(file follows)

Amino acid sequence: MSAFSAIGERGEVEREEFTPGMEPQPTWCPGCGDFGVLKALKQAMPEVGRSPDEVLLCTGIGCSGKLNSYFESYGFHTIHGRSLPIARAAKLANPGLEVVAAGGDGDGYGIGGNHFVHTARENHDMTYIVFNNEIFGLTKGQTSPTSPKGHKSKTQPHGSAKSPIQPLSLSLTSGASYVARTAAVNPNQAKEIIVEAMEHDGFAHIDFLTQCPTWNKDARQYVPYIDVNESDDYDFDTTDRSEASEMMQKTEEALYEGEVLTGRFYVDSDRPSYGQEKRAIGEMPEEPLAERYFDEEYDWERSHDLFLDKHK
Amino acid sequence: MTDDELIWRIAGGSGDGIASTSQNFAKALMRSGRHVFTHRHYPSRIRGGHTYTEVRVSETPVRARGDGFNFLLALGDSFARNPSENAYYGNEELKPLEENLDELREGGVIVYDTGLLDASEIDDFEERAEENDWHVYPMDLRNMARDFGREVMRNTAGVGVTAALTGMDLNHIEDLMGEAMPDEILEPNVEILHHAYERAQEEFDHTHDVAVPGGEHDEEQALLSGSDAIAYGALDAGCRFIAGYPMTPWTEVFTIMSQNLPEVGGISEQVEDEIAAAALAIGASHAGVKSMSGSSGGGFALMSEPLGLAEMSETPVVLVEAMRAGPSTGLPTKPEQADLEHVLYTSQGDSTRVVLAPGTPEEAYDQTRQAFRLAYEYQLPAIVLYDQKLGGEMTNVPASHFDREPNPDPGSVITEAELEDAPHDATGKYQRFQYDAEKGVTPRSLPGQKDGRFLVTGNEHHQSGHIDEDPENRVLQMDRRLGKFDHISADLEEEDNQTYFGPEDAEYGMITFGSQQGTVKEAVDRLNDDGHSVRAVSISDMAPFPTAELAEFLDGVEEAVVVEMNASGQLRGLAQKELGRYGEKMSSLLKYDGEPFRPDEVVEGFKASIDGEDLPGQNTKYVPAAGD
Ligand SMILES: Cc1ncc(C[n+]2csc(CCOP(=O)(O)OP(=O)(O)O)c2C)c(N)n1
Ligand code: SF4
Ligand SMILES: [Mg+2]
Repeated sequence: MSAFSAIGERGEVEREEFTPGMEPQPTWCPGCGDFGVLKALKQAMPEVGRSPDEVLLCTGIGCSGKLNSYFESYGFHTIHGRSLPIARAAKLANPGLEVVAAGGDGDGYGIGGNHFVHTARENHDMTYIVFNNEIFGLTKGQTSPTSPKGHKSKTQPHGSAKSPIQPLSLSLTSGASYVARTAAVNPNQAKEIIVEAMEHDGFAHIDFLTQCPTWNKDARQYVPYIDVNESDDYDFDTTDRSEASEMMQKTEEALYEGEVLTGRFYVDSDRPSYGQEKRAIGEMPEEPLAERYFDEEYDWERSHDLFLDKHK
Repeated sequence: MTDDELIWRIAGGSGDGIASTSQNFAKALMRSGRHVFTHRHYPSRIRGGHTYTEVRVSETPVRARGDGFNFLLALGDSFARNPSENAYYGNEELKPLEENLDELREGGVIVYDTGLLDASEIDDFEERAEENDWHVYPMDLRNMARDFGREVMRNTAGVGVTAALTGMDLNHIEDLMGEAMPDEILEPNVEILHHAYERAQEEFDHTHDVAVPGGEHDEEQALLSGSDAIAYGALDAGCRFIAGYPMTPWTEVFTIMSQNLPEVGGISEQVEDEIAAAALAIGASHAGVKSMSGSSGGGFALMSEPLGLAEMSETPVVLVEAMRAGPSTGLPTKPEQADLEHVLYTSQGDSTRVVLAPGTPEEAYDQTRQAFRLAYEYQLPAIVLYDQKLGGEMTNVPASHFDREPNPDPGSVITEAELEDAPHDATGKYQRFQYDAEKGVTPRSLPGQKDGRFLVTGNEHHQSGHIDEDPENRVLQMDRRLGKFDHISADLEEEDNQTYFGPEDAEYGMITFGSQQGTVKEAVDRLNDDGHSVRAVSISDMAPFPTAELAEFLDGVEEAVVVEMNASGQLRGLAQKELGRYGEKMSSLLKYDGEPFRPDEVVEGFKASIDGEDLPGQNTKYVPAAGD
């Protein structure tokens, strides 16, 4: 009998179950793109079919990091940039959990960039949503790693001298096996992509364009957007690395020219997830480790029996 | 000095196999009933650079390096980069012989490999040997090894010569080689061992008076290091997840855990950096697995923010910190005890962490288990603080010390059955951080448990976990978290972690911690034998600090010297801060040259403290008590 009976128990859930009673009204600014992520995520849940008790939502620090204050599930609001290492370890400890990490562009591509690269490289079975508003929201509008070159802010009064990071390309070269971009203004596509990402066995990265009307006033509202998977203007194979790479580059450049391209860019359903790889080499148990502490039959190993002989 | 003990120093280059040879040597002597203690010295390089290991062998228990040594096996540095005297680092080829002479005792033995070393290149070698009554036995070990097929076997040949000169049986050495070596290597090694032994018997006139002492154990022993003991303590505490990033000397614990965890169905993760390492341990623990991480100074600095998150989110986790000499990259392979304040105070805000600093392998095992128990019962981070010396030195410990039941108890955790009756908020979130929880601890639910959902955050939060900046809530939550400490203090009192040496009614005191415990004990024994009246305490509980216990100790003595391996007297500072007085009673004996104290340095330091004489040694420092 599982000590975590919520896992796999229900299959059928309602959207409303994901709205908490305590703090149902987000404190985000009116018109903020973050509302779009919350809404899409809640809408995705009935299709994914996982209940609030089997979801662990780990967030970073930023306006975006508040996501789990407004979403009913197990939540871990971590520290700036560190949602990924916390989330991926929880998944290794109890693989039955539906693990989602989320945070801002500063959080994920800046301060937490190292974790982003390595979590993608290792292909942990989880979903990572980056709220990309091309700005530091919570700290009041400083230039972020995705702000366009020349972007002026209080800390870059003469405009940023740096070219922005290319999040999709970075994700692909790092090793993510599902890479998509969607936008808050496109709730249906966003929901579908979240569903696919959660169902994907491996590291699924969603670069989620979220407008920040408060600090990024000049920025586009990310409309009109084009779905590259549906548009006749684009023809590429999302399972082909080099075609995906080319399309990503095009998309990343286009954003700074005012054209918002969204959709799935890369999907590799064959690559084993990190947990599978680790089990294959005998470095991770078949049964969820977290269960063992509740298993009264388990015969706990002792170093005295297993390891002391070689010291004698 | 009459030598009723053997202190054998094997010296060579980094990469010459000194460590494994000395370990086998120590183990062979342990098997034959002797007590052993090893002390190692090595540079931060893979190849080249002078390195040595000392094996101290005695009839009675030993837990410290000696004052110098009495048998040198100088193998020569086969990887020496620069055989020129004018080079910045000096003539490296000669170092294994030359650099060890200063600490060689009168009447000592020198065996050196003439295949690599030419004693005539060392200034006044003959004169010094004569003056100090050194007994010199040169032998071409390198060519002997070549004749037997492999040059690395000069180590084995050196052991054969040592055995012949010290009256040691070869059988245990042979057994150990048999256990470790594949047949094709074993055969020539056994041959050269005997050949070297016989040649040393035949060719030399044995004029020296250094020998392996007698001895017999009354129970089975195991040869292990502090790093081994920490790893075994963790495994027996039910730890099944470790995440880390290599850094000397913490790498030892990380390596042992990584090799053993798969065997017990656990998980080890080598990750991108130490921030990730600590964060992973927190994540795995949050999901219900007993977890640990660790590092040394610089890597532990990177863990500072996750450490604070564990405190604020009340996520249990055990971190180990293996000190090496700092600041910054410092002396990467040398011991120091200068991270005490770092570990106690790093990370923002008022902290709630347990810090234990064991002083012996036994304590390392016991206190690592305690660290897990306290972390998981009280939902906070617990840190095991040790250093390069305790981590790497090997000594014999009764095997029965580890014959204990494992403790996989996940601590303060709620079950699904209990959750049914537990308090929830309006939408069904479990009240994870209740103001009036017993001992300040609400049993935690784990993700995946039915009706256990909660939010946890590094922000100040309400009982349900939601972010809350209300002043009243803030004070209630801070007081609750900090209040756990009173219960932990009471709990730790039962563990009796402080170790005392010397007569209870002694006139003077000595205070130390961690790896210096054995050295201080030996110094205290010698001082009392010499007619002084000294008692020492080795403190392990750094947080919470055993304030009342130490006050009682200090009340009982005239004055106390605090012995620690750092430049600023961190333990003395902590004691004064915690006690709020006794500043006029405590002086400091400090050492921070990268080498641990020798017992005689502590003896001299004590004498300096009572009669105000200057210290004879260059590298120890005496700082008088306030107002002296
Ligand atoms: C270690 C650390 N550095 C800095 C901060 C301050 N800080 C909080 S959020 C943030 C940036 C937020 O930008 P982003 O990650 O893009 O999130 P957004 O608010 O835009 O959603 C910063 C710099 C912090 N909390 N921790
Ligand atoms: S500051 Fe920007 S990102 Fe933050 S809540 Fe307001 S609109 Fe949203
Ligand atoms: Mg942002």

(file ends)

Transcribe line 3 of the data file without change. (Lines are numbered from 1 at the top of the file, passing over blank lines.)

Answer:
Ligand SMILES: Cc1ncc(C[n+]2csc(CCOP(=O)(O)OP(=O)(O)O)c2C)c(N)n1